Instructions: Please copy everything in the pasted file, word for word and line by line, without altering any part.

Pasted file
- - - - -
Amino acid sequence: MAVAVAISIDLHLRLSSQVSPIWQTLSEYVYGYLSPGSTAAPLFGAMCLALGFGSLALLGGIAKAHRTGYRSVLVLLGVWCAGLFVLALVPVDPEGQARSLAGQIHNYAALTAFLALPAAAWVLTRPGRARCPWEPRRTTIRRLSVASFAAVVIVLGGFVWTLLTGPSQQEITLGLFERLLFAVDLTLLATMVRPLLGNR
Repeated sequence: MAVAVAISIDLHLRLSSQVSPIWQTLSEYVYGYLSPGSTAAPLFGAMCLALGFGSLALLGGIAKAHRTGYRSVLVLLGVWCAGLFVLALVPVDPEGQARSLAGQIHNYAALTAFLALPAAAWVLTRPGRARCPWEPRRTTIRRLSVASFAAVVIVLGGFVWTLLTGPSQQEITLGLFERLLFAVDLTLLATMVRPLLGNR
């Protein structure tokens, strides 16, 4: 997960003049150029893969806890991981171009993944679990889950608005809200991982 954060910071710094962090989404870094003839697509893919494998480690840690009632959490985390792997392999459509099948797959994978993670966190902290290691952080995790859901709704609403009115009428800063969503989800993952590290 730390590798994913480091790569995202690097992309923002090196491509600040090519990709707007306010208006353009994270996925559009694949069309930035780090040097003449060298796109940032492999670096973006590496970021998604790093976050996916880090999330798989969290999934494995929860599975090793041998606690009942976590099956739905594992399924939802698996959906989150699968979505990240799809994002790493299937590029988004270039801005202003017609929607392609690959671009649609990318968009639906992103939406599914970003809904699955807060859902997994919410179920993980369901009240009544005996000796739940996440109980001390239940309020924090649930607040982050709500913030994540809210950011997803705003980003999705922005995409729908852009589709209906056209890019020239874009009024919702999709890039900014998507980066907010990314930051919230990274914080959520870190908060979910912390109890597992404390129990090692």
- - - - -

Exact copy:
Amino acid sequence: MAVAVAISIDLHLRLSSQVSPIWQTLSEYVYGYLSPGSTAAPLFGAMCLALGFGSLALLGGIAKAHRTGYRSVLVLLGVWCAGLFVLALVPVDPEGQARSLAGQIHNYAALTAFLALPAAAWVLTRPGRARCPWEPRRTTIRRLSVASFAAVVIVLGGFVWTLLTGPSQQEITLGLFERLLFAVDLTLLATMVRPLLGNR
Repeated sequence: MAVAVAISIDLHLRLSSQVSPIWQTLSEYVYGYLSPGSTAAPLFGAMCLALGFGSLALLGGIAKAHRTGYRSVLVLLGVWCAGLFVLALVPVDPEGQARSLAGQIHNYAALTAFLALPAAAWVLTRPGRARCPWEPRRTTIRRLSVASFAAVVIVLGGFVWTLLTGPSQQEITLGLFERLLFAVDLTLLATMVRPLLGNR
């Protein structure tokens, strides 16, 4: 997960003049150029893969806890991981171009993944679990889950608005809200991982 954060910071710094962090989404870094003839697509893919494998480690840690009632959490985390792997392999459509099948797959994978993670966190902290290691952080995790859901709704609403009115009428800063969503989800993952590290 730390590798994913480091790569995202690097992309923002090196491509600040090519990709707007306010208006353009994270996925559009694949069309930035780090040097003449060298796109940032492999670096973006590496970021998604790093976050996916880090999330798989969290999934494995929860599975090793041998606690009942976590099956739905594992399924939802698996959906989150699968979505990240799809994002790493299937590029988004270039801005202003017609929607392609690959671009649609990318968009639906992103939406599914970003809904699955807060859902997994919410179920993980369901009240009544005996000796739940996440109980001390239940309020924090649930607040982050709500913030994540809210950011997803705003980003999705922005995409729908852009589709209906056209890019020239874009009024919702999709890039900014998507980066907010990314930051919230990274914080959520870190908060979910912390109890597992404390129990090692």